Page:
Thursday, 22 Feb 2024

Written by Eleanor Davis

In June 1848, among a set of sixteen definitions printed by a New Orleans newspaper (The Daily Crescent) was one for ‘happiness’: “A butterfly, which when pursued, seems always just beyond your grasp; but if you sit down quietly, may alight upon you.”  This metaphor suggests it isn’t only the pursuit that is problematic, because it’s easy to imagine what would happen if a butterfly were actually grasped: at best, the tiny scales that give butterfly wings their colours will smudge like powder, destroying their beauty; at worst, the butterfly’s life is over once fingers close around it.  Allowed to land on a hand that remains open, however, the butterfly can be appreciated at close quarters.

If chasing or grasping happiness is equally problematic, this month brings us a challenge, in the form of the rabbinic teaching that “when Adar enters, joy increases” (Babylonian Talmud, Taanit 29a).  This is commonly simplified to something like ‘it’s Adar – be happy!’ yet there’s little quite like being told to be happy to bring out one’s inner grump; and as this year is both a secular and a Jewish leap year, we have an extra day in February 2024 and a whole extra month of Adar 5784.  That means the challenge of Adar is doubled this year – unless we can find another way to understand the increase of joy.

Thankfully there is no instruction to ‘be happy’ in Parashat T’tzavveh, but the ability to hold something in your hands does feature in its description of the ordination of Aaron and his sons to serve as priests (traditionally understood as occurring in the final week of Adar).  The ordination takes seven days, during which it is Moses who officiates and brings offerings in the Tabernacle; only on the eighth day will Aaron and his sons take over the ritual duties (Rashbam on Exodus 29:35).  While the English word ‘ordain’ comes from the Latin ordinare, to arrange or set in order, the Hebrew comes from the expression milui yadaim, filling of hands.  Among other examples, Moses is told to dress his brother Aaron and Aaron’s sons in the priestly robes, then “anoint them, ordain them (‘fill their hand’), and sanctify them to serve Me as priests” (Exodus 28:41), and this process lasts beyond a single moment: “shiv’at yamim t’malei yadam – you shall ordain them (‘fill their hand’) for seven days” (Exodus 29:35).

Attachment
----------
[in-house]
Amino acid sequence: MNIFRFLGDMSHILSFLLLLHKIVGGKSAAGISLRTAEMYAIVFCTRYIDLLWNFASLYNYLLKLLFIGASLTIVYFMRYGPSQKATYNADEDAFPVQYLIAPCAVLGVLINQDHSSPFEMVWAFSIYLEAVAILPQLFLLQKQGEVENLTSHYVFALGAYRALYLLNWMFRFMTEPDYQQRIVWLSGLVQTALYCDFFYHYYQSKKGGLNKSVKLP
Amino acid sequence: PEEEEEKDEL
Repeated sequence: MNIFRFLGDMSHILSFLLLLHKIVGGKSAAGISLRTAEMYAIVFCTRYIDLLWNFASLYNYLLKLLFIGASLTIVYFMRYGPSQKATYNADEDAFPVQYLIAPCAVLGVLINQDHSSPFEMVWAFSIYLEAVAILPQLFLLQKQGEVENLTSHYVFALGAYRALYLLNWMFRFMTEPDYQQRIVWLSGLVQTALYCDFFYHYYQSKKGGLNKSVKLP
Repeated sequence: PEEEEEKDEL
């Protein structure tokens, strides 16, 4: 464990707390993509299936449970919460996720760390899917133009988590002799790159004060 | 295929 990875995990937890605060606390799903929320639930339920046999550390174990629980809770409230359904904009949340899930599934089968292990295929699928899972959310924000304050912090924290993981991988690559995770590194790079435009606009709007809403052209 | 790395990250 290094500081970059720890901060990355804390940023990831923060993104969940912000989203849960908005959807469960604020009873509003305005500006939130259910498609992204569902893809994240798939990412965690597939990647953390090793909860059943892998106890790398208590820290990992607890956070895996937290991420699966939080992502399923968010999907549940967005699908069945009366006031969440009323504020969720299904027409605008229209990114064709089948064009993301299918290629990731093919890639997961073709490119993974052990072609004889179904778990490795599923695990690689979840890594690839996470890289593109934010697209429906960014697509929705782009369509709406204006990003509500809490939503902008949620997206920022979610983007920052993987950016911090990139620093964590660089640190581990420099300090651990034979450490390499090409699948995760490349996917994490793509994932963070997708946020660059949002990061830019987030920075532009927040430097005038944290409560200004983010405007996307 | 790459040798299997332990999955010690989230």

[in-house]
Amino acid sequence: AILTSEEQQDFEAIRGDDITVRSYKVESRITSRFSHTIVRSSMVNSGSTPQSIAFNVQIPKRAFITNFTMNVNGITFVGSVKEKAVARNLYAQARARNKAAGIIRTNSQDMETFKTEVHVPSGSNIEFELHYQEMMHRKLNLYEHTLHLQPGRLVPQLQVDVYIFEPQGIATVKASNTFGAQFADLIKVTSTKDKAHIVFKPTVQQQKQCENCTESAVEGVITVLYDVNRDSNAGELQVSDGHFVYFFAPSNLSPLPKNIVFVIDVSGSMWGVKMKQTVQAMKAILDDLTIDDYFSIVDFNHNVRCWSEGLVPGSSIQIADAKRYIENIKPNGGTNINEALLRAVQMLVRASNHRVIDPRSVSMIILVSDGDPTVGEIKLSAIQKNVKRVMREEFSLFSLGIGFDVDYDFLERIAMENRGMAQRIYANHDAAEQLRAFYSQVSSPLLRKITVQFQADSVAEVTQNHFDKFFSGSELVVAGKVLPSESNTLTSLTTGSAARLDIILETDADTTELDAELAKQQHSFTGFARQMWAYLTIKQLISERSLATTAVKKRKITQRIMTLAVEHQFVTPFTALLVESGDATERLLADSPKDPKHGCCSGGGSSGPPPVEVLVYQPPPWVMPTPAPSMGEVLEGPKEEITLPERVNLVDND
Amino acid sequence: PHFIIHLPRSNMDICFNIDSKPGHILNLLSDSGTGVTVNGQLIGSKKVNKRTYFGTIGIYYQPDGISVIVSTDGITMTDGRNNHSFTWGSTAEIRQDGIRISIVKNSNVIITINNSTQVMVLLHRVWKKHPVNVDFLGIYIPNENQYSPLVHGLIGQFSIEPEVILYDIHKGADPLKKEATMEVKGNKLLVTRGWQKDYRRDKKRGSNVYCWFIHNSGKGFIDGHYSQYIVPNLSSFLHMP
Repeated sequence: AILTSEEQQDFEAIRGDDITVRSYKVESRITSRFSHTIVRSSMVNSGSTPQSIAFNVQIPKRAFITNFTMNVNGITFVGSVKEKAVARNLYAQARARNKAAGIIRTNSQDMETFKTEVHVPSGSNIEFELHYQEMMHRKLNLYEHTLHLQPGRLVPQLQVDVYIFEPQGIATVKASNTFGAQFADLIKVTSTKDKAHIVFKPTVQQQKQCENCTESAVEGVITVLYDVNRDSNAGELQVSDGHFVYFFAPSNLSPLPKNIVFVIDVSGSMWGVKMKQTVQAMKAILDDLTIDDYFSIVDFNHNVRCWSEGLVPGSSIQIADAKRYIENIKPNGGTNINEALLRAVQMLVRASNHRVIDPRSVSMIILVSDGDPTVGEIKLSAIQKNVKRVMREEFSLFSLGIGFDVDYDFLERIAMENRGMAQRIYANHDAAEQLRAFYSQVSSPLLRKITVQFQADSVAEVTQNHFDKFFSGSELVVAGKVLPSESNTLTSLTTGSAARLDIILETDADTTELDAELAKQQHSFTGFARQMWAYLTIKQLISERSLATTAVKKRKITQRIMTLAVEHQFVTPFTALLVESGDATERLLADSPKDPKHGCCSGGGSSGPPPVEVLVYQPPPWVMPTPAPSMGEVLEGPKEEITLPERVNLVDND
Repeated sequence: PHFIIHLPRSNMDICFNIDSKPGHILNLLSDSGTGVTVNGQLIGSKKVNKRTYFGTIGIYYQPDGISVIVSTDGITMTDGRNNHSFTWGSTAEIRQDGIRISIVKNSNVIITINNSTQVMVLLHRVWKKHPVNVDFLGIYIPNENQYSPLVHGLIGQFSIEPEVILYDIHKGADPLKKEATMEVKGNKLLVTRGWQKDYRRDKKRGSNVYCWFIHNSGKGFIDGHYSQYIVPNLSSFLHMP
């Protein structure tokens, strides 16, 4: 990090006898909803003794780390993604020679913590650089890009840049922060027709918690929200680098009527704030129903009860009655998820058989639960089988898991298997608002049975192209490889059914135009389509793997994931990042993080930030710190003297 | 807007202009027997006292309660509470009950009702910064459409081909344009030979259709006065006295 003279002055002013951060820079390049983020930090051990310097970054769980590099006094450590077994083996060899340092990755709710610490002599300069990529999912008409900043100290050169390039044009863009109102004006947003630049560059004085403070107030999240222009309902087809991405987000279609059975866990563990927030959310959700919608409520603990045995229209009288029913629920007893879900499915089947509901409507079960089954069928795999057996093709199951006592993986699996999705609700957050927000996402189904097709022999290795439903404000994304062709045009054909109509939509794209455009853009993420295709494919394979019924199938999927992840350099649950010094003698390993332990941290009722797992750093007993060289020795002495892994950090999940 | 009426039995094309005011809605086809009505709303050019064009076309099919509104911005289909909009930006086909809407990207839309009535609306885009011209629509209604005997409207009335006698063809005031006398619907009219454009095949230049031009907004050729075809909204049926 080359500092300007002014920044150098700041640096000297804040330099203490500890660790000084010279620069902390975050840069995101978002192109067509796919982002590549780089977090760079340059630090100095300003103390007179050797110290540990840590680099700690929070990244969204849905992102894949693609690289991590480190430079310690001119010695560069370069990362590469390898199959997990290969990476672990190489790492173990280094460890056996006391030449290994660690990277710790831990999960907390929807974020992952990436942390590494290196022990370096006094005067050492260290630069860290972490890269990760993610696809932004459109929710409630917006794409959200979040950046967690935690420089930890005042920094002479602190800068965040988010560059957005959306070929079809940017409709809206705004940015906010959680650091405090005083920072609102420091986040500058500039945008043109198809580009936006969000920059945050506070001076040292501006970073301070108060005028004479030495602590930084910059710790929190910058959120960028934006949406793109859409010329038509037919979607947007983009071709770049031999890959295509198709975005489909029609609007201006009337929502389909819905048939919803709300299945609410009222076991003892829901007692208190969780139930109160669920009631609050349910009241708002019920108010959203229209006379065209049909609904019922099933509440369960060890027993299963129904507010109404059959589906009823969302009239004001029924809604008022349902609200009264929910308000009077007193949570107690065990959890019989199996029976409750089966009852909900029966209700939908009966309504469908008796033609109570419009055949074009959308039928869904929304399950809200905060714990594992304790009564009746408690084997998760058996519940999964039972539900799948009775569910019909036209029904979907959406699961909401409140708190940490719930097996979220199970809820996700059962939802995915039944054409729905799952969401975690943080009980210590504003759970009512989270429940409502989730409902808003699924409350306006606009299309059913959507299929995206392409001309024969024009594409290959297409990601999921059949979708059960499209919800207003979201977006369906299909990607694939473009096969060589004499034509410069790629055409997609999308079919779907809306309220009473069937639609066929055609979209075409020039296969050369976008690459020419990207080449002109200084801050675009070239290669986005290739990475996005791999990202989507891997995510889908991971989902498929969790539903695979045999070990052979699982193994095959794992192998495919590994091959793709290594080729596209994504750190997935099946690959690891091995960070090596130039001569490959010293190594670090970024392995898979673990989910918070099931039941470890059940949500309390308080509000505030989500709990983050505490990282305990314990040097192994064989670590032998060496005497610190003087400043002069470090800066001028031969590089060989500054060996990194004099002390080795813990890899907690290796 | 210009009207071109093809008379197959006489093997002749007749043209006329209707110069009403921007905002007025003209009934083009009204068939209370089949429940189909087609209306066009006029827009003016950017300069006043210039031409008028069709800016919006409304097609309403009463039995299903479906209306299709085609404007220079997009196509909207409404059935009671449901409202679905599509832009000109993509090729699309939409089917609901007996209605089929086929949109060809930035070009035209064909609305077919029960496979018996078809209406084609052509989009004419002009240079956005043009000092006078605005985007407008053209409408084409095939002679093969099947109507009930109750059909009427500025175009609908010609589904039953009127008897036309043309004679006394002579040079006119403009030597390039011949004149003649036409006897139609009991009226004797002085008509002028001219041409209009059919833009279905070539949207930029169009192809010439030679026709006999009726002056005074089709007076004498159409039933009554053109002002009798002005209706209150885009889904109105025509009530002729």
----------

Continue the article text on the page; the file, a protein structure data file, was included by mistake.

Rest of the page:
This idiom proves interesting to medieval commentators.  Rashi explains that it is an expression of inauguration, meaning that from this day onward their hands become filled with their new task: occupied with it in a practical sense.  Nachmanides prefers reading ‘full’ (malei) as having the sense of ‘complete’ or ‘perfect’ (shaleim): whereas a lay person attempting to fulfil the service of the Tabernacle would find their hand somehow lacking, the priests’ hands having been spiritually ‘filled’ means that they are full of the competence to perform the tasks perfectly.  Ibn Ezra has a similar thought, taken in a direction that attributes less than Nachmanides to a metaphysical transformation: for Ibn Ezra, ordination comes after the process of learning that accustoms his hand to the priestly procedures, so that it is full of competence in them.